The investigating hippie

I have a lot of questions. At times, I sound like a toddler: why this and why that. It’s a thread of curiosity I’ve always had and which I never grew out of. Now that I’m all grown up, my curiosity finds itself in strange situations. For example, some Saturday nights I can be found at the bar with friends. Pressed up against the bar, being jostled by strangers who are dressed to impress and yelling for the bartender, I am marveling at my lime wedge as I squeeze its juice into my rum and coke. Look at this amazing piece of fruit, I’d yell to everyone who didn’t care. Or, I’d swish my drink around with the 50 straws I stole from the bar and see which ones floated to the top, precariously positioning themselves at an angle, dangerously close to falling out of the glass altogether. Why?!? And so begins an investigation post about three questions I had today:

1. Anatomy of a lime.

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To consider the next time you order a Corona: A lime is a citrus fruit. It has three main layers but the one we are most concerned with now is the inner most layer: the endocarp. This is divided into segments called “liths” (think orange slices). Inside each lith is a locule filled with juice vesicles, or “pulp”. From the endocarp, string-like “hairs” extend into the locules, which provide nourishment to the fruit as it develops. So when you are squeezing the lime into your next Corona, know that you are popping those vesicles contained within a locule, releasing tangy juices to compliment your imported beverage.

2. Do butterflies sleep?

– Nope. However, they do have a period of inactivity at night only because its too dark for them to see their other butterfly friends or hunt. They usually hang upside down underneath a leaf by using its tiny little hook feet to latch into the flesh of leaves. In this way, butterflies use less energy than if they were standing upright. Butterflies don’t have eyelids so they just hang out, processing the days activities (metabolically speaking), until the next day rises. Awesome.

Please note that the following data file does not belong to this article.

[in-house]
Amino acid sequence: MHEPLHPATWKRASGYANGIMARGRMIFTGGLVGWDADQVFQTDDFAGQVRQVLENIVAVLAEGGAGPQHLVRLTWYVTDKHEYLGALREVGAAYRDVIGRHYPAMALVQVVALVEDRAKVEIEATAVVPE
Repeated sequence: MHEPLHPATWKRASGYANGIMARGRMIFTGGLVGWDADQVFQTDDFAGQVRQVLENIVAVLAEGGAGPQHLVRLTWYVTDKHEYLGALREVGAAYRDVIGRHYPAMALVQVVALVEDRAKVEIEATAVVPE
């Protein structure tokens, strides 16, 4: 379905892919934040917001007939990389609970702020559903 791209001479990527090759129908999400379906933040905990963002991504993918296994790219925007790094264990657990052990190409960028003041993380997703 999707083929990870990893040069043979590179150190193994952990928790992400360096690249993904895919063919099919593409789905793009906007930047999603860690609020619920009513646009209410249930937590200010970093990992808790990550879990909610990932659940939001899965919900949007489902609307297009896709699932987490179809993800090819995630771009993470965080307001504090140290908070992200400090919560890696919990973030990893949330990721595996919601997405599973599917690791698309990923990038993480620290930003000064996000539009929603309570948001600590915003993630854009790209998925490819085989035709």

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3. What do flies do when they land and what is their purpose?

Purpose: As I conducted my very basic internet research on the purpose of flies, I mostly came across a bunch of people who have such a strong hatred for flies that they have taken to the Internet to write about. So, I decided to come to terms with a fly existing as a manifestation of my consciousness, brought about to test my patience and ahimsa during asana practice. I don’t like it, but that’s that. What’s really awesome is I came across an article about how new research is finding ways we can benefit from mimicking some of the characteristics of the black fly. The black fly has particular mechanisms that enable it to inhibit clotting and inflammation, ensuring it has a free flowing, open injection site to feed from. Gross. But now scientists are working towards understanding this in order to use it for medical advancement, in patients with diseases that are complicated by inflammation but must remain open to blood flow (the opposite of clotting). Super interesting. I forgot to look up what happens when they land; for another day.